Allen Jackson - Life In The Spirit - Part 1
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We're gonna continue the theme that we've been working on the past couple of weeks, talking about "Unleashing the Power of the Holy Spirit". And the premise is very simple. I've repeated it each week. In Scripture, from the beginning opening verses of the Bible to the concluding chapters, the power of God and the Spirit of God go together. I have belabored the point a bit because almost universally we acknowledge our need for the power of God. We have said that in this calendar year, almost all of us have asked God for a breakthrough, that there's some circumstance or challenge or obstacle that, for us to arrive at a suitable outcome, an acceptable outcome, we need the power of God to help us. And there is no power of God without the presence of the Spirit of God.
So what we're wanting to do is become more comfortable, more familiar, more welcoming, of the Holy Spirit. And on a typical weekend, we gather here, thousands of us, from more than 60 different Christian traditions, everything from the Orthodox churches to people that this is the first time they've ever been to a church. I happen to think that strengthens our community of faith, but the reality of that is we've been taught many, many different things with regard to the person of the Holy Spirit, some negative, some not so negative, just all over the spectrum. Again, not bad or evil, but I wanna make a suggestion. That the place I would like to invite you to is something as simple as this: a prayer that you would say, something like this: "Holy Spirit, you're welcome in my life".
And then just put your hand over your mouth, okay? Don't qualify it, don't limit it, don't put some boundary on it. "You're welcome in my life". We want to welcome the person of the Holy Spirit. If you want the power of God at work on your behalf, then by definition, you want the person of the Holy Spirit without measure. You don't have to be afraid of him, he won't embarrass you, humiliate you. He won't make you roll on the floor, swing on a rope, or bark like a dog. If you're doing those things, it's 'cause you like to roll, swing, and bark. Don't blame it on the Lord. Now, most of you, some of you, at least, have been around places or groups of people where somebody said, "I didn't wanna do it, and the Lord made me or God made me or the Holy Spirit". No, he didn't. He didn't.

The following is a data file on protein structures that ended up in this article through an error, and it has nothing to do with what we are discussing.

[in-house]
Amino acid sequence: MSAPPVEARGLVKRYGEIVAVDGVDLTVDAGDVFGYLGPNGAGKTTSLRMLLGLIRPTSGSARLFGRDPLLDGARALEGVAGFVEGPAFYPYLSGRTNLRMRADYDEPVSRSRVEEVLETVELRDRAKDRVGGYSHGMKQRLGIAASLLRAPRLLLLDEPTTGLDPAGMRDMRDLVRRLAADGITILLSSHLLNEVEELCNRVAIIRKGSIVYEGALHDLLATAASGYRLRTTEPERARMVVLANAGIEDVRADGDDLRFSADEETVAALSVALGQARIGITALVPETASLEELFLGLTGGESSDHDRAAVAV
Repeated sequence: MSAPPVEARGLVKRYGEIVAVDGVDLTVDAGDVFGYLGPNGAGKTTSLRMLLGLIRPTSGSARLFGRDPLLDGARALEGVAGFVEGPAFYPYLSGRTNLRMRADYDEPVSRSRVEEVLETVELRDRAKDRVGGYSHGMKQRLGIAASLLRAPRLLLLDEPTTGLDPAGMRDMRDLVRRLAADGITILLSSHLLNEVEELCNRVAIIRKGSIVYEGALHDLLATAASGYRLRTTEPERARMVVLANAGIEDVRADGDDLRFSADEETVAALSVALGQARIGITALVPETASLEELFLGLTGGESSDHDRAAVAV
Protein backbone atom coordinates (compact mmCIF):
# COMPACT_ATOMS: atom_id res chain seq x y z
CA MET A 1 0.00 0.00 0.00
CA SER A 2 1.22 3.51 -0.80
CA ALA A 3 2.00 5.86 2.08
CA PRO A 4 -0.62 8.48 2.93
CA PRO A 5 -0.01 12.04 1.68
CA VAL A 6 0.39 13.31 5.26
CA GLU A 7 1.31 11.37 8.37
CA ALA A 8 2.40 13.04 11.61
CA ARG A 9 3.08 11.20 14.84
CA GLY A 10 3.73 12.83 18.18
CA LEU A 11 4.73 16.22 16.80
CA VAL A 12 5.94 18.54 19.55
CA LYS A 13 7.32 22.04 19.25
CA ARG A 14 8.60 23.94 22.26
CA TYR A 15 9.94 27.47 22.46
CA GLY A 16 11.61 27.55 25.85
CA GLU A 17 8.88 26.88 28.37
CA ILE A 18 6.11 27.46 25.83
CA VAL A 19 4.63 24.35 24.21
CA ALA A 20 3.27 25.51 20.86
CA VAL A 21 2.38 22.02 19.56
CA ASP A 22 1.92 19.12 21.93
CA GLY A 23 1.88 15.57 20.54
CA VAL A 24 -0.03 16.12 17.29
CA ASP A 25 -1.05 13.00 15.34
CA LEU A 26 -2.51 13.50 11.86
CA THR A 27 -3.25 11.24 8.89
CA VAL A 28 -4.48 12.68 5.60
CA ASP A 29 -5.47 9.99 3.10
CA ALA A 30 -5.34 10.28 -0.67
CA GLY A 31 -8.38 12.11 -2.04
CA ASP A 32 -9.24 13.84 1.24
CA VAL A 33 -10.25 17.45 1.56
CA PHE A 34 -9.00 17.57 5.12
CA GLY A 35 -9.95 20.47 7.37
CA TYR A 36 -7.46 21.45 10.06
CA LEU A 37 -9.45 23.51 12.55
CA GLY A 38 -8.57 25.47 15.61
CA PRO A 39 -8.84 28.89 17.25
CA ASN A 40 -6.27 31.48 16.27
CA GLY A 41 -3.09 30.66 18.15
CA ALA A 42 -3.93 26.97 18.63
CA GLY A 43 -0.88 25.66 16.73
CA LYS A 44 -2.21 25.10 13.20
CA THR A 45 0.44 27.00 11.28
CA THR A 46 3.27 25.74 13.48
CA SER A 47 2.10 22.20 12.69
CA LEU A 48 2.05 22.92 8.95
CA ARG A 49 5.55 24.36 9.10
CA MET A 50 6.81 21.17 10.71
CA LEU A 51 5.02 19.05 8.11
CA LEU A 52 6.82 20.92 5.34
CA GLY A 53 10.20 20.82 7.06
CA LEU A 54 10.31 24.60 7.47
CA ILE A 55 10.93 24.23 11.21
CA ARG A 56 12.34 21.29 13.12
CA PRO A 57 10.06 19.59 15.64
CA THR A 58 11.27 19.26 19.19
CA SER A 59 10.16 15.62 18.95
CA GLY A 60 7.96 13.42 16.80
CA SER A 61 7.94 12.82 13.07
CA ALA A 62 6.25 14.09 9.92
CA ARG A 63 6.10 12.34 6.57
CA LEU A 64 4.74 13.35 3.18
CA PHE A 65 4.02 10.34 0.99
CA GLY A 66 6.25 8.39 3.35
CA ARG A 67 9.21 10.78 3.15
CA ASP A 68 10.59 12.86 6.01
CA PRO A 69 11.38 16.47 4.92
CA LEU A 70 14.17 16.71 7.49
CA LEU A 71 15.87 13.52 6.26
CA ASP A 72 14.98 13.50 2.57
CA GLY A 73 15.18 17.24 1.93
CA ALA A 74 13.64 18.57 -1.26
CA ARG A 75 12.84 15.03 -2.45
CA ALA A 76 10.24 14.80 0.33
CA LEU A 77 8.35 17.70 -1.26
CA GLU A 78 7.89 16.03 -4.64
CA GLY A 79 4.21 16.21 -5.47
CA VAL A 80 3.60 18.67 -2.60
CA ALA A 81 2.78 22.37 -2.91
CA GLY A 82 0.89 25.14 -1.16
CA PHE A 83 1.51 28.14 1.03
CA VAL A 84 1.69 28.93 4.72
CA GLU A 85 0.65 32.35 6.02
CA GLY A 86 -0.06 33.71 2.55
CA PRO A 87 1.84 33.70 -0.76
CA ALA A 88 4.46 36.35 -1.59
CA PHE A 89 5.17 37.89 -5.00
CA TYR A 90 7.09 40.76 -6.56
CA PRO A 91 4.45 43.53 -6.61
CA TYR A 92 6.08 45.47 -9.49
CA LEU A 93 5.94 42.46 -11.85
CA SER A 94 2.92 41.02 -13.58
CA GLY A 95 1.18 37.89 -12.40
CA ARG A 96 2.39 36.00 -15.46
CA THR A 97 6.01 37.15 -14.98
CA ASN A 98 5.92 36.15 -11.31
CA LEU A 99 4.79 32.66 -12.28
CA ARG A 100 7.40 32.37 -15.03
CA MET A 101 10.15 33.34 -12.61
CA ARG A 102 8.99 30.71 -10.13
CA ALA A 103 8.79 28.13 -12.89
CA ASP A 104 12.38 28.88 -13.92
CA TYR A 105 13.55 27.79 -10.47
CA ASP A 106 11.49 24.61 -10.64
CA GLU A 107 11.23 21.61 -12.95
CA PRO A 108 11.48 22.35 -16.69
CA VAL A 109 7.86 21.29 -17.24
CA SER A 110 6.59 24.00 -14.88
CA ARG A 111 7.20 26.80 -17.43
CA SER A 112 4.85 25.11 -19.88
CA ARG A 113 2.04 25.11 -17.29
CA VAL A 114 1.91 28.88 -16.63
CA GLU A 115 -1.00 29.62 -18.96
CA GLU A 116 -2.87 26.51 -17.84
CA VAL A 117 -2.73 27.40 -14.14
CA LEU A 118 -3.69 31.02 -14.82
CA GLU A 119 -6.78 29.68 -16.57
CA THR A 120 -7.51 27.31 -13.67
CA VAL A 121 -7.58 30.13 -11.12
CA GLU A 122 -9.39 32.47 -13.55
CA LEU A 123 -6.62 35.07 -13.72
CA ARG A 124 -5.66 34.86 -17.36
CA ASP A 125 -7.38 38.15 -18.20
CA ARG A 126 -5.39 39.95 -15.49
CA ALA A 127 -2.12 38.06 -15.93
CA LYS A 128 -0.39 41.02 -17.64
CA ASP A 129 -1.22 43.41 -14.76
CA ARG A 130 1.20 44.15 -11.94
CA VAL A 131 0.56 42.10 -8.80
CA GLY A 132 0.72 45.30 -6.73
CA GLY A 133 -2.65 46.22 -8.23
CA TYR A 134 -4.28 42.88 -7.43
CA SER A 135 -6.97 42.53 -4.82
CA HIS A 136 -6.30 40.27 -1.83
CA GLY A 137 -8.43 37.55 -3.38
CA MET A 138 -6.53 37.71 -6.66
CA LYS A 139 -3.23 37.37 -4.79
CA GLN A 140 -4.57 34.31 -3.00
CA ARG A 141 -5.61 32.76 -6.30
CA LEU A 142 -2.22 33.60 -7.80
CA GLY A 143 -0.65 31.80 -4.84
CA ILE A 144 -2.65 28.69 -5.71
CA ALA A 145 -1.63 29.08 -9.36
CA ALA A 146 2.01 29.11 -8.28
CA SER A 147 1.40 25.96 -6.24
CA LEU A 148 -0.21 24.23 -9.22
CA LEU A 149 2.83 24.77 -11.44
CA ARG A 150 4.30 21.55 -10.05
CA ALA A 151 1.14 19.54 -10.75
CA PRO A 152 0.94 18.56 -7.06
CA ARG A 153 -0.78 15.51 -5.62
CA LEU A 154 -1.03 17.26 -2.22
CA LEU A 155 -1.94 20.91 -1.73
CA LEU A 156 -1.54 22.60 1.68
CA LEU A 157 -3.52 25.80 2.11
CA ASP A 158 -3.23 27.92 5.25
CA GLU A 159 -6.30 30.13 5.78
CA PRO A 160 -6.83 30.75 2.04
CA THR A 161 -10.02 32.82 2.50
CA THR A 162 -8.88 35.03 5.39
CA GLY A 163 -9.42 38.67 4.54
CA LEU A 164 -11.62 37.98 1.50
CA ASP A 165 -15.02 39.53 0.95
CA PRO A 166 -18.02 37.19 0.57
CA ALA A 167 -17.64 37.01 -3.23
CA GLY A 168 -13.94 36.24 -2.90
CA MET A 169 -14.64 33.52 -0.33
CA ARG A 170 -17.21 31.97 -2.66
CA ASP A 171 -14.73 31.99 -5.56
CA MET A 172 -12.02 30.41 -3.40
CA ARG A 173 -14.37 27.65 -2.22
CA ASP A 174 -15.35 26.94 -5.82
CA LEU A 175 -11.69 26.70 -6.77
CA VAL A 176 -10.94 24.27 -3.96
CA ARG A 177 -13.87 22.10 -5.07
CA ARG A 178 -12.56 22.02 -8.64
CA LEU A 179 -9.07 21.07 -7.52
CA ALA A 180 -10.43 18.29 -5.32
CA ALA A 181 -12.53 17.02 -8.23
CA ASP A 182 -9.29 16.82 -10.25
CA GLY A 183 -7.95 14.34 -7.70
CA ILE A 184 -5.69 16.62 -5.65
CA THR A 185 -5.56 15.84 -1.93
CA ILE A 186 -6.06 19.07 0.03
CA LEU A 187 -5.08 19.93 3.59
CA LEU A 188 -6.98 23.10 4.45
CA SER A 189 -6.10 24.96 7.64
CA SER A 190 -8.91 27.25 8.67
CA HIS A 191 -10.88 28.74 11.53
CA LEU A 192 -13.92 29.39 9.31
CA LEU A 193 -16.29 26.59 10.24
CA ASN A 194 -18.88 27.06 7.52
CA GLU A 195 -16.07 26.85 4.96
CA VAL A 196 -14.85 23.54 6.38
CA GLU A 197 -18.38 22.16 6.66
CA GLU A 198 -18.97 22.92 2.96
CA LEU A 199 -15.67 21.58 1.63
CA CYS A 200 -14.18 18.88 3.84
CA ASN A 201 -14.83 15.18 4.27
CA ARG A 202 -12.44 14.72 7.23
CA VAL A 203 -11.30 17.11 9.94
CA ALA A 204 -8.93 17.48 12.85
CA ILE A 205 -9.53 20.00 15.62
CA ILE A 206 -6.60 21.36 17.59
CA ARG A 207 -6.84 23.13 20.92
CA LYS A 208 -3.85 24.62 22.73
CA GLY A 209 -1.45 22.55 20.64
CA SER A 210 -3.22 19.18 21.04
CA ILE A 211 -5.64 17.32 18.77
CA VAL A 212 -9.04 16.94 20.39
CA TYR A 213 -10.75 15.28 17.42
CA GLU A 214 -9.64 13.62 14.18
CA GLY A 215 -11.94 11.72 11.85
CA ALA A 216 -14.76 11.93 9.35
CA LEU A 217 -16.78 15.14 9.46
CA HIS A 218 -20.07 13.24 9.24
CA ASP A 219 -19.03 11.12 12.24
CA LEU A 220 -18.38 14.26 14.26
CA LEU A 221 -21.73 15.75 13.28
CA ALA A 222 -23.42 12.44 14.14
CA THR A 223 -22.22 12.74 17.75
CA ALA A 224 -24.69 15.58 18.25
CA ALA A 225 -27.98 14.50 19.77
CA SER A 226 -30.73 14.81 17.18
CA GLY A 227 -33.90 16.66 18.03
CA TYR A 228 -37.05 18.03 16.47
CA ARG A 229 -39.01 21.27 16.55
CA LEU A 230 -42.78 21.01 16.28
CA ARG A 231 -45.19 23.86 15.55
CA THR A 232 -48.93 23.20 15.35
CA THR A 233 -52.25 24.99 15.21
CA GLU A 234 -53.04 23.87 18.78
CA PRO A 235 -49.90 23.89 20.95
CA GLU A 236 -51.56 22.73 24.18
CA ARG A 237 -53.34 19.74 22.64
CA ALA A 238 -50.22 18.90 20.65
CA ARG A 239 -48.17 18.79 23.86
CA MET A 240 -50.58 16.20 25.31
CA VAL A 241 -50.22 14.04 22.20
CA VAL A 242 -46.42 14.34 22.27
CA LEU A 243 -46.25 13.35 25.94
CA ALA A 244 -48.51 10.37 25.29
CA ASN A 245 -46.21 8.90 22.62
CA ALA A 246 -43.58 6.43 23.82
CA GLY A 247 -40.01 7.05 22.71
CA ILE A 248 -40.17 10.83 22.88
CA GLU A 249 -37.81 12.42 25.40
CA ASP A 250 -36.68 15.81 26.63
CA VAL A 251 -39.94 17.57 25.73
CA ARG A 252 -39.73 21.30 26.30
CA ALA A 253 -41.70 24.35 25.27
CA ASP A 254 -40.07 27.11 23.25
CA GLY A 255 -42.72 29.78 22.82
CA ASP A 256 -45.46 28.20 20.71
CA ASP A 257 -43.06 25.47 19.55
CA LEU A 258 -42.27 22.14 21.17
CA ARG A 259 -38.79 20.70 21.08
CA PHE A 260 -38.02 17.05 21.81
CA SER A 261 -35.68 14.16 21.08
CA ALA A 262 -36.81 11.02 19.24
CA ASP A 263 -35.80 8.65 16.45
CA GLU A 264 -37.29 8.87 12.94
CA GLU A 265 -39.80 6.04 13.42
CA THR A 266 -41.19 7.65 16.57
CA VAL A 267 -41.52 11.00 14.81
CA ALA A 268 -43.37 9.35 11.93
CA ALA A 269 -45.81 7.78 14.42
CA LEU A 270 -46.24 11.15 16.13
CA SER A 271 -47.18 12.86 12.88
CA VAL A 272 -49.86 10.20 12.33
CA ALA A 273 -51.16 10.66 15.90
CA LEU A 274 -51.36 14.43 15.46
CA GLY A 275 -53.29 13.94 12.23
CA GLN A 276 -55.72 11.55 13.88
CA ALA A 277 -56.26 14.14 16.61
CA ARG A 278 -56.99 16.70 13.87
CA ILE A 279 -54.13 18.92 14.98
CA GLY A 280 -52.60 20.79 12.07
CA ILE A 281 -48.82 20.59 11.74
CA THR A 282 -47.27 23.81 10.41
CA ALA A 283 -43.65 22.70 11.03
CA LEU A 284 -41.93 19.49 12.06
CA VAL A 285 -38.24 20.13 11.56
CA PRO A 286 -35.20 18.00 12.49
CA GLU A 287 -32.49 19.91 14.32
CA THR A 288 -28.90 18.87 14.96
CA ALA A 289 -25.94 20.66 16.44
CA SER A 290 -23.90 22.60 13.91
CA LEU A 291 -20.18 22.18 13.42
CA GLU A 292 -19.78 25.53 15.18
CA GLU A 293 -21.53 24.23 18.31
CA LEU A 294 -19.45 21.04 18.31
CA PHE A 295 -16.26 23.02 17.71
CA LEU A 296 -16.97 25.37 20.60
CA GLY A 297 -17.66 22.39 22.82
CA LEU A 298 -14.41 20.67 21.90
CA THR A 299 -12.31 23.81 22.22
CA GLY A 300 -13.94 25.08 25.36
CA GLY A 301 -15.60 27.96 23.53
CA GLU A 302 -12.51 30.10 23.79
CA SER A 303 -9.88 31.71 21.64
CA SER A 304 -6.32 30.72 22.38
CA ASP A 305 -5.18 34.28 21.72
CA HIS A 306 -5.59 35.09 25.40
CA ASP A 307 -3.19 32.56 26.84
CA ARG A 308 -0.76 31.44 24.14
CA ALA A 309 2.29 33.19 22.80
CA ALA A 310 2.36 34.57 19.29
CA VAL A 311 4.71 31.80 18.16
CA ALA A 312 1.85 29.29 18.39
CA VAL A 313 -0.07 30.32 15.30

God won't violate your free will. If he was gonna violate your free will, how many of you know he should have stopped you from doing a whole lot of stuff. But he just let us rock on with our bad self. So you don't have to be afraid of the Holy Spirit. He won't embarrass you and humiliate you. In fact, he won't come where he's not welcome. If you're not sure you want his presence in your life, relax, he's not bothering you. He's not a party crasher. He won't come where he's not welcome. So one of my agendas is, hopefully, to cultivate a desire for the presence of the person of the Holy Spirit in your life. And the theme this weekend, very simply, is life in the Spirit. How do we conduct Spirit-led lives? What's that even mean for us? Should we care about it?
And I wanna begin with just a collection of verses. I think it's helpful as you read your Bible, to see the breadth of the presentation of the Spirit of God in Scripture. It's not like there's a singular proof text or a particular chapter or one particular author. The Spirit of God is the fabric of the story of the Bible. In 2 Timothy, chapter 1 and verse 14, Paul is writing from a Roman prison to a young man who is his protégé. He says, "Guard the good deposit that was entrusted to you, guard it with the help of the Holy Spirit who lives in us". He's not talking about a bank account. He's talking about a spiritual deposit. And he said, "You'll be able to guard what God has given to you with the help of the Holy Spirit who is in you".
The Spirit of God, if you're a Christ follower, lives in you. And the Holy Spirit is there to help you. In fact, one of the titles Jesus attributed to the Holy Spirit is he is our helper. So if you wanna know why you would welcome the person of the Holy Spirit, it's so that he can help you. Isn't that good to know? I don't know, I like help, don't you? When I'm at the end of myself or at the limits of my own ability or my own wisdom or my own strength or my own knowledge, it's good to have help. And the Holy Spirit is your helper. Look at Ephesians 4 and verse 30, it says: "Do not grieve the Holy Spirit of God, with whom you were sealed for the day of redemption".
Now Paul, this time, writes to the Ephesian church and his counsel to them is to not grieve the Holy Spirit of God. Do you live with that idea that your choices, your life, who you are, and what you do, could grieve the Holy Spirit? Now most of us, if you have any background around church at all, we have some formation of ideas around what's appropriate for church and language that's appropriate for church and dress and behavior and, you know, but I would like to expand that a little bit because when you leave the church building or you leave the church campus, you don't leave the Holy Spirit behind. You don't pick him up when you pull on the campus and check him when you leave. Thank God, or we'd have to build condos on campus, right? He's in you.